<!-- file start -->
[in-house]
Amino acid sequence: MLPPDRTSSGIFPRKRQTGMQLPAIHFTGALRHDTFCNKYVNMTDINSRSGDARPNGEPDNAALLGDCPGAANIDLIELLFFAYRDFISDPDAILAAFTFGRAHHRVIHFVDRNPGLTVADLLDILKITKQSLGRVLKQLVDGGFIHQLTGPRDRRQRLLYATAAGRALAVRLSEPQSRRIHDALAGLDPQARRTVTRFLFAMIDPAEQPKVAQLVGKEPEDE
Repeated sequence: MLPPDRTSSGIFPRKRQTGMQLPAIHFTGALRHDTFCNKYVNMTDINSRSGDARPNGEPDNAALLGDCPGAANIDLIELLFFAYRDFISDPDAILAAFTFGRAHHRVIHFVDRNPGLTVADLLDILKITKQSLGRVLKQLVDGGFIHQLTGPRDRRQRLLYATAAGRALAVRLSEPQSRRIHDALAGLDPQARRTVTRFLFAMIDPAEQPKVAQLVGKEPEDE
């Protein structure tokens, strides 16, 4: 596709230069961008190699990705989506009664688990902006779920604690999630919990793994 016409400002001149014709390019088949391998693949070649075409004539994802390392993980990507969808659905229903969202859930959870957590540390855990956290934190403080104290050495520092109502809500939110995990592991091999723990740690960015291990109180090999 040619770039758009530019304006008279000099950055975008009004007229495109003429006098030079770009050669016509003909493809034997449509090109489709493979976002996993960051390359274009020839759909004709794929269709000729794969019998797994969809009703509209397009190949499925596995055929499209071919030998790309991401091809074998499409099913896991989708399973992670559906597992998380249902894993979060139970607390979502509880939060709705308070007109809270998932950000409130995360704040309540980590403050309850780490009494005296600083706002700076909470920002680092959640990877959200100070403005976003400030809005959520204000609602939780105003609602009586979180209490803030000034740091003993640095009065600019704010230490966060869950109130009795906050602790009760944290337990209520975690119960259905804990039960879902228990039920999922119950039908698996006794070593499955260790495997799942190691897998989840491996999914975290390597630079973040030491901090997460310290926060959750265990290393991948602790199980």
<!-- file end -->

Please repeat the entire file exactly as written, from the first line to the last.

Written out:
[in-house]
Amino acid sequence: MLPPDRTSSGIFPRKRQTGMQLPAIHFTGALRHDTFCNKYVNMTDINSRSGDARPNGEPDNAALLGDCPGAANIDLIELLFFAYRDFISDPDAILAAFTFGRAHHRVIHFVDRNPGLTVADLLDILKITKQSLGRVLKQLVDGGFIHQLTGPRDRRQRLLYATAAGRALAVRLSEPQSRRIHDALAGLDPQARRTVTRFLFAMIDPAEQPKVAQLVGKEPEDE
Repeated sequence: MLPPDRTSSGIFPRKRQTGMQLPAIHFTGALRHDTFCNKYVNMTDINSRSGDARPNGEPDNAALLGDCPGAANIDLIELLFFAYRDFISDPDAILAAFTFGRAHHRVIHFVDRNPGLTVADLLDILKITKQSLGRVLKQLVDGGFIHQLTGPRDRRQRLLYATAAGRALAVRLSEPQSRRIHDALAGLDPQARRTVTRFLFAMIDPAEQPKVAQLVGKEPEDE
């Protein structure tokens, strides 16, 4: 596709230069961008190699990705989506009664688990902006779920604690999630919990793994 016409400002001149014709390019088949391998693949070649075409004539994802390392993980990507969808659905229903969202859930959870957590540390855990956290934190403080104290050495520092109502809500939110995990592991091999723990740690960015291990109180090999 040619770039758009530019304006008279000099950055975008009004007229495109003429006098030079770009050669016509003909493809034997449509090109489709493979976002996993960051390359274009020839759909004709794929269709000729794969019998797994969809009703509209397009190949499925596995055929499209071919030998790309991401091809074998499409099913896991989708399973992670559906597992998380249902894993979060139970607390979502509880939060709705308070007109809270998932950000409130995360704040309540980590403050309850780490009494005296600083706002700076909470920002680092959640990877959200100070403005976003400030809005959520204000609602939780105003609602009586979180209490803030000034740091003993640095009065600019704010230490966060869950109130009795906050602790009760944290337990209520975690119960259905804990039960879902228990039920999922119950039908698996006794070593499955260790495997799942190691897998989840491996999914975290390597630079973040030491901090997460310290926060959750265990290393991948602790199980």